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8. Dwelling on the past and worrying about the future

Ah, yes. This is the most insidious of habits. Fear loves this habit, because it keeps you in a perpetual state of terror. You are afraid to repeat past mistakes or let go of past hurts. You spend your time fantasizing about how you will fail. Guess what? It’s not real. The past is gone forever. You will never actually be in the future. All we have is this moment. How will you choose to spend it?

Terence Stone: Chief Editor and Founder of Urban Spiritual, I’m a classically trained (and training) actor and singer living in New York City, who has performed in the U.S. and Europe. I’m also a writer, traveller, meditator, arts-lover, and well-being enthusiast.

8 habits You Should Cut Out of Your Life Now | Urban Spiritual

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Last Updated on December 9, 2019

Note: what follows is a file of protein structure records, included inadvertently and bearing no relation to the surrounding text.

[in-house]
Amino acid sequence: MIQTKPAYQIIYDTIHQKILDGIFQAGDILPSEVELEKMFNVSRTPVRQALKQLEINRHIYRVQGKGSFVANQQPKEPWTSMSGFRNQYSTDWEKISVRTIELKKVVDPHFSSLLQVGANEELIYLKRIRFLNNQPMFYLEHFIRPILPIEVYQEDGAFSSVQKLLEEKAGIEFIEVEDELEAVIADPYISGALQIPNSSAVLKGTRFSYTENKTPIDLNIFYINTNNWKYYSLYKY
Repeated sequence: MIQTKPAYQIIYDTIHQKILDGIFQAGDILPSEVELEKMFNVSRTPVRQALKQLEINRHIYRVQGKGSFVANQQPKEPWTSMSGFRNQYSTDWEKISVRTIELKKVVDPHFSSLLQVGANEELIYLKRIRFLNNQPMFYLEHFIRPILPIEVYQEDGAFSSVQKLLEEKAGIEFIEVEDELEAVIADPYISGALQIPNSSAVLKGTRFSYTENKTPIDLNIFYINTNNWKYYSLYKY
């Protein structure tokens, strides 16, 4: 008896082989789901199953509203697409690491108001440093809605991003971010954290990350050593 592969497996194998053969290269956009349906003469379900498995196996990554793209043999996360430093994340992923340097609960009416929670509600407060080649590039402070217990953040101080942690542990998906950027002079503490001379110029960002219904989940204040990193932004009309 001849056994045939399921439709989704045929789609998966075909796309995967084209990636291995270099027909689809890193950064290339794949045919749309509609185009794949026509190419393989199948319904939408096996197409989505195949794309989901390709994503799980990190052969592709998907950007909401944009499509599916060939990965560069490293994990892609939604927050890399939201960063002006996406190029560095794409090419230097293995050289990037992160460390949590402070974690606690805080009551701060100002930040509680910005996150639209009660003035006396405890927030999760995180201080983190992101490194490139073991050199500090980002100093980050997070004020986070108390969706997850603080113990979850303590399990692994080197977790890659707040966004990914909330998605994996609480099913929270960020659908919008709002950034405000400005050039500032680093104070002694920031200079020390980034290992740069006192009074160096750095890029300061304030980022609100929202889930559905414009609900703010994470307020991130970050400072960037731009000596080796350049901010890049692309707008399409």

5 Simple Ways to Relieve Stress Effectively

5 Simple Ways to Relieve Stress Effectively

Everyone experiences mental stress at one time or another. Maybe you’re starting a new career, job, or business, or you feel incredibly overwhelmed between work, parenting, and your love life (or a lack of it). It could even be that you simply feel that you have way too much to do and not enough time to do it,  plus, on top of everything, nothing seems to be going the way it should!

Yup, we all experience mental stress from time-to-time, and that’s okay as long as you have the tools, techniques and knowledge that allow you to fully relieve it once it comes.

Here are 5 tips for relieving mental stress when it comes so you can function at your best while feeling good (and doing well) in work, love, or life:

1. Get Rationally Optimistic

Mental stress starts with your perception of your experiences. For instance, most people get stressed out when they perceive their reality as “being wrong” in some way. Essentially, they have a set idea of how things “should be” at any given moment, and when reality ends up being different (not even necessarily bad), they get stressed.